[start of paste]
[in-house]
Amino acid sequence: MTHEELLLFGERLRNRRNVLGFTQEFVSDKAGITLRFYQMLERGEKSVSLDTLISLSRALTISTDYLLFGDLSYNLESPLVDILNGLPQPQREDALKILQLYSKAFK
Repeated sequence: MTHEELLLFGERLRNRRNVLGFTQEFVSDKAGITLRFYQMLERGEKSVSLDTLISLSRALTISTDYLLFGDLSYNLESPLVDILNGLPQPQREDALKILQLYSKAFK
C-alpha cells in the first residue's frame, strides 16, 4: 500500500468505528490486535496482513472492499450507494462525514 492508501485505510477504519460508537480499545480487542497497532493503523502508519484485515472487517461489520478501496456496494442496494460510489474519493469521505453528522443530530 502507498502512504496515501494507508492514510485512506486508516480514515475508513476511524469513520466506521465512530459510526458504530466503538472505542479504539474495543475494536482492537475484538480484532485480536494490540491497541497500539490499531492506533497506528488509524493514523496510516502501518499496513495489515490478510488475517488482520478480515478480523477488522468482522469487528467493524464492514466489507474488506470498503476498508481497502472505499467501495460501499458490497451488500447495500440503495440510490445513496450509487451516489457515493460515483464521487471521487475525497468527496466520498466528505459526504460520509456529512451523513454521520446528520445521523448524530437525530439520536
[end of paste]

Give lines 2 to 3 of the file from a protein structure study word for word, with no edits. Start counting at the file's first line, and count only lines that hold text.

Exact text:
Amino acid sequence: MTHEELLLFGERLRNRRNVLGFTQEFVSDKAGITLRFYQMLERGEKSVSLDTLISLSRALTISTDYLLFGDLSYNLESPLVDILNGLPQPQREDALKILQLYSKAFK
Repeated sequence: MTHEELLLFGERLRNRRNVLGFTQEFVSDKAGITLRFYQMLERGEKSVSLDTLISLSRALTISTDYLLFGDLSYNLESPLVDILNGLPQPQREDALKILQLYSKAFK